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Title: Interaction of epitaxial silicene with overlayers formed by exposure to Al atoms and O{sub 2} molecules

As silicene is not chemically inert, the study and exploitation of its electronic properties outside of ultrahigh vacuum environments require the use of insulating capping layers. In order to understand if aluminum oxide might be a suitable encapsulation material, we used high-resolution synchrotron photoelectron spectroscopy to study the interactions of Al atoms and O{sub 2} molecules, as well as the combination of both, with epitaxial silicene on thin ZrB{sub 2}(0001) films grown on Si(111). The deposition of Al atoms onto silicene, up to the coverage of about 0.4 Al per Si atoms, has little effect on the chemical state of the Si atoms. The silicene-terminated surface is also hardly affected by exposure to O{sub 2} gas, up to a dose of 4500 L. In contrast, when Al-covered silicene is exposed to the same dose, a large fraction of the Si atoms becomes oxidized. This is attributed to dissociative chemisorption of O{sub 2} molecules by Al atoms at the surface, producing reactive atomic oxygen species that cause the oxidation. It is concluded that aluminum oxide overlayers prepared in this fashion are not suitable for encapsulation since they do not prevent but actually enhance the degradation of silicene.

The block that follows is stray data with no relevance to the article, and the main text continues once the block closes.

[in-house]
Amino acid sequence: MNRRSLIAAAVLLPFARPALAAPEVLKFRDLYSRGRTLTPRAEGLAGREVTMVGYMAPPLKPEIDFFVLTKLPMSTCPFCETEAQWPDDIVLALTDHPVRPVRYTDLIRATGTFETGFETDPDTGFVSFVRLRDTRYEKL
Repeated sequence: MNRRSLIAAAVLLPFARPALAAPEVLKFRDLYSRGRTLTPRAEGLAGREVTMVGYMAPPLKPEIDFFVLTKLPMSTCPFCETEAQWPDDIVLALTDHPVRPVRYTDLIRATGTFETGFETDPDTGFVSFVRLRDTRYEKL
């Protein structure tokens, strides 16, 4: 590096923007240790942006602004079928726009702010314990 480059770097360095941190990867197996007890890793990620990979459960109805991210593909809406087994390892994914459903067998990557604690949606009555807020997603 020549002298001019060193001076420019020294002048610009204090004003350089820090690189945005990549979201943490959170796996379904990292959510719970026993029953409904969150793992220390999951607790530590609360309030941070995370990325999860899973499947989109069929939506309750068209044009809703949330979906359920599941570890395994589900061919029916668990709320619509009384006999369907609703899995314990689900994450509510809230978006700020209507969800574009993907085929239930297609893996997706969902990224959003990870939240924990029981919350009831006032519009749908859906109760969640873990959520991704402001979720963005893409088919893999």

Authors:
;  [1] ; ; ; ;  [2]
  1. Japan Advanced Institute of Science and Technology, School of Materials Science, Nomi, Ishikawa 923-1292 (Japan)
  2. MESA Institute for Nanotechnology, University of Twente, 7500 AE Enschede (Netherlands)
Publication Date:
OSTI Identifier:
22304364
Resource Type:
Journal Article
Resource Relation:
Journal Name: Journal of Chemical Physics; Journal Volume: 140; Journal Issue: 20; Other Information: (c) 2014 AIP Publishing LLC; Country of input: International Atomic Energy Agency (IAEA)
Country of Publication:
United States
Language:
English
Subject:
37 INORGANIC, ORGANIC, PHYSICAL AND ANALYTICAL CHEMISTRY; ALUMINIUM OXIDES; ATOMS; CHEMICAL STATE; CHEMISORPTION; DEPOSITION; DOSES; ENCAPSULATION; EPITAXY; FILMS; INTERACTIONS; LAYERS; MOLECULES; OXYGEN; PHOTOELECTRON SPECTROSCOPY; ZIRCONIUM BORIDES